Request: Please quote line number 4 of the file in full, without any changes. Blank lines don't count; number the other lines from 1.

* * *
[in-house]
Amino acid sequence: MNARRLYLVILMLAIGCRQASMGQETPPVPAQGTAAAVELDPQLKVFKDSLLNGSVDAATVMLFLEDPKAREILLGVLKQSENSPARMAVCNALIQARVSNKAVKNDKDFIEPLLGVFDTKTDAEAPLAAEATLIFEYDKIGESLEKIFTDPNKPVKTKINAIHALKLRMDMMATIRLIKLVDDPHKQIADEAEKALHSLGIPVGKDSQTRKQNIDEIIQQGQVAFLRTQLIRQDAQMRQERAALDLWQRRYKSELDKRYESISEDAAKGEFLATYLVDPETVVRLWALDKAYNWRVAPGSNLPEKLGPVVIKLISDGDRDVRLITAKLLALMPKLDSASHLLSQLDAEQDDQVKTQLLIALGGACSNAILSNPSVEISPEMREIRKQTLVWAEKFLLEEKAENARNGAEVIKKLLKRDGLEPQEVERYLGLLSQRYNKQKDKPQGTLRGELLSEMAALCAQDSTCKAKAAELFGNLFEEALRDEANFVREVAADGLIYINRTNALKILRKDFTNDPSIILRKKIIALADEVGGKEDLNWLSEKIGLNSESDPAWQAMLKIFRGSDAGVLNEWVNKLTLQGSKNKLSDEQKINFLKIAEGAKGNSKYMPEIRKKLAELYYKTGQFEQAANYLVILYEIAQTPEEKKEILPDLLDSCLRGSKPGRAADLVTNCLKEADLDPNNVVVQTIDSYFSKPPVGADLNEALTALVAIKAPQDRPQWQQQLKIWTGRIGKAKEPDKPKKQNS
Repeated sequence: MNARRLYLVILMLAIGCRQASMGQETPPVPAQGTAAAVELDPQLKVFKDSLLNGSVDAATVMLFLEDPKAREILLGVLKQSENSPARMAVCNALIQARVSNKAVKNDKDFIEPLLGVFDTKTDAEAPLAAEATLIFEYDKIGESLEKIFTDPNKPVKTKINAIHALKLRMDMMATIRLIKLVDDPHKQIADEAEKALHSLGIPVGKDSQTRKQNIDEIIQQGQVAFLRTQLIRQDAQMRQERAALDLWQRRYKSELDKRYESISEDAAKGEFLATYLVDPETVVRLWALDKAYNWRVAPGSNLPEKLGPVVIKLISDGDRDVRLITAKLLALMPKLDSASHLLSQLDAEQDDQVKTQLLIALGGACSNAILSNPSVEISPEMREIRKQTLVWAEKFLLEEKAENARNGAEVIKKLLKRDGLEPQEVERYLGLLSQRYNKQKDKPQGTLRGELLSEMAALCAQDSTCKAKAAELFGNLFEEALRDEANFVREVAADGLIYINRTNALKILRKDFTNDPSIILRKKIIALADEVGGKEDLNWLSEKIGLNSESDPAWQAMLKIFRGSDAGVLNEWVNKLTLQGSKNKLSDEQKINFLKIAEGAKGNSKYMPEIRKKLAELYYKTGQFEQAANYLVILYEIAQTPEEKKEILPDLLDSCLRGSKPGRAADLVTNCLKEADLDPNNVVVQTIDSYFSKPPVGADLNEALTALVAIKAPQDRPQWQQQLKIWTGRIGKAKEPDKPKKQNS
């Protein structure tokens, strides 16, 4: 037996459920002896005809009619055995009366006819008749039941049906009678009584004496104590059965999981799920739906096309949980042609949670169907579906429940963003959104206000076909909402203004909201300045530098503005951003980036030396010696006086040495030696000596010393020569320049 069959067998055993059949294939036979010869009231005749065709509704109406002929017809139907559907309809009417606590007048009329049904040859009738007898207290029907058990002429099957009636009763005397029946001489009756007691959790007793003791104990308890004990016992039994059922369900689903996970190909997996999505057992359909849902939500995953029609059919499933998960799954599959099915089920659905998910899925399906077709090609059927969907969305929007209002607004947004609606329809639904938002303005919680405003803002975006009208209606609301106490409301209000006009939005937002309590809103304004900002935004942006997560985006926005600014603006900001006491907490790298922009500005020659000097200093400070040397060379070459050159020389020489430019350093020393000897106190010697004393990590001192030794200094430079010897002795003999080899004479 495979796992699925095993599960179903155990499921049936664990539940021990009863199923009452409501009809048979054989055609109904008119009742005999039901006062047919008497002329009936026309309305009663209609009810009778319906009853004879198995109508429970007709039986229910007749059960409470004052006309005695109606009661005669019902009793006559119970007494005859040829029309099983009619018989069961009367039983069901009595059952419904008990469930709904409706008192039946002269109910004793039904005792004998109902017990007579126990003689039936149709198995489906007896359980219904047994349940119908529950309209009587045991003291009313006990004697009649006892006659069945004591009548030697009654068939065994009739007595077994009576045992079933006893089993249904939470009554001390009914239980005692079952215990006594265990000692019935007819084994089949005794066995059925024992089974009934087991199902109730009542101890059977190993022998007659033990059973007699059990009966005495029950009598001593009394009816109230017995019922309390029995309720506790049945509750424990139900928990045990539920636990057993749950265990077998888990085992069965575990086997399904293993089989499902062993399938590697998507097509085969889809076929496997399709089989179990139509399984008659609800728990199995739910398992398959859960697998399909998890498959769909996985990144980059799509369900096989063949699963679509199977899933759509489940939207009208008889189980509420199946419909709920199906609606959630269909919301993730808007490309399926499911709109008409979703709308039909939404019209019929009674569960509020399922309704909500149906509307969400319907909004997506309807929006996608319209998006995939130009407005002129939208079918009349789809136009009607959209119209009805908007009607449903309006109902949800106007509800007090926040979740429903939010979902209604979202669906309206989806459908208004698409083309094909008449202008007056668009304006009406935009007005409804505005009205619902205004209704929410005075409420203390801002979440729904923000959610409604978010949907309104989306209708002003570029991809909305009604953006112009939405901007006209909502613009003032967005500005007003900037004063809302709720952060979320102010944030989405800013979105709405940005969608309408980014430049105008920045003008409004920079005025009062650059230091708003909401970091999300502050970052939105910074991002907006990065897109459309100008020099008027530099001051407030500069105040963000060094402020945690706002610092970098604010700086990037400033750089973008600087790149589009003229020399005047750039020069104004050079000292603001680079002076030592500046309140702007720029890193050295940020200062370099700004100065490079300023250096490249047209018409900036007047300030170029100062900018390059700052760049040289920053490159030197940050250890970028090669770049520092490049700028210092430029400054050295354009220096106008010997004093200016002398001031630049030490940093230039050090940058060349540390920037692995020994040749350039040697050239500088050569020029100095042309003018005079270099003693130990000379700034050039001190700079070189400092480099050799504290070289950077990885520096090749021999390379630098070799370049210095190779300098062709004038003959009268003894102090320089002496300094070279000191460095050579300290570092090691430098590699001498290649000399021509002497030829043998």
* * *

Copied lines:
């Protein structure tokens, strides 16, 4: 037996459920002896005809009619055995009366006819008749039941049906009678009584004496104590059965999981799920739906096309949980042609949670169907579906429940963003959104206000076909909402203004909201300045530098503005951003980036030396010696006086040495030696000596010393020569320049 069959067998055993059949294939036979010869009231005749065709509704109406002929017809139907559907309809009417606590007048009329049904040859009738007898207290029907058990002429099957009636009763005397029946001489009756007691959790007793003791104990308890004990016992039994059922369900689903996970190909997996999505057992359909849902939500995953029609059919499933998960799954599959099915089920659905998910899925399906077709090609059927969907969305929007209002607004947004609606329809639904938002303005919680405003803002975006009208209606609301106490409301209000006009939005937002309590809103304004900002935004942006997560985006926005600014603006900001006491907490790298922009500005020659000097200093400070040397060379070459050159020389020489430019350093020393000897106190010697004393990590001192030794200094430079010897002795003999080899004479 495979796992699925095993599960179903155990499921049936664990539940021990009863199923009452409501009809048979054989055609109904008119009742005999039901006062047919008497002329009936026309309305009663209609009810009778319906009853004879198995109508429970007709039986229910007749059960409470004052006309005695109606009661005669019902009793006559119970007494005859040829029309099983009619018989069961009367039983069901009595059952419904008990469930709904409706008192039946002269109910004793039904005792004998109902017990007579126990003689039936149709198995489906007896359980219904047994349940119908529950309209009587045991003291009313006990004697009649006892006659069945004591009548030697009654068939065994009739007595077994009576045992079933006893089993249904939470009554001390009914239980005692079952215990006594265990000692019935007819084994089949005794066995059925024992089974009934087991199902109730009542101890059977190993022998007659033990059973007699059990009966005495029950009598001593009394009816109230017995019922309390029995309720506790049945509750424990139900928990045990539920636990057993749950265990077998888990085992069965575990086997399904293993089989499902062993399938590697998507097509085969889809076929496997399709089989179990139509399984008659609800728990199995739910398992398959859960697998399909998890498959769909996985990144980059799509369900096989063949699963679509199977899933759509489940939207009208008889189980509420199946419909709920199906609606959630269909919301993730808007490309399926499911709109008409979703709308039909939404019209019929009674569960509020399922309704909500149906509307969400319907909004997506309807929006996608319209998006995939130009407005002129939208079918009349789809136009009607959209119209009805908007009607449903309006109902949800106007509800007090926040979740429903939010979902209604979202669906309206989806459908208004698409083309094909008449202008007056668009304006009406935009007005409804505005009205619902205004209704929410005075409420203390801002979440729904923000959610409604978010949907309104989306209708002003570029991809909305009604953006112009939405901007006209909502613009003032967005500005007003900037004063809302709720952060979320102010944030989405800013979105709405940005969608309408980014430049105008920045003008409004920079005025009062650059230091708003909401970091999300502050970052939105910074991002907006990065897109459309100008020099008027530099001051407030500069105040963000060094402020945690706002610092970098604010700086990037400033750089973008600087790149589009003229020399005047750039020069104004050079000292603001680079002076030592500046309140702007720029890193050295940020200062370099700004100065490079300023250096490249047209018409900036007047300030170029100062900018390059700052760049040289920053490159030197940050250890970028090669770049520092490049700028210092430029400054050295354009220096106008010997004093200016002398001031630049030490940093230039050090940058060349540390920037692995020994040749350039040697050239500088050569020029100095042309003018005079270099003693130990000379700034050039001190700079070189400092480099050799504290070289950077990885520096090749021999390379630098070799370049210095190779300098062709004038003959009268003894102090320089002496300094070279000191460095050579300290570092090691430098590699001498290649000399021509002497030829043998």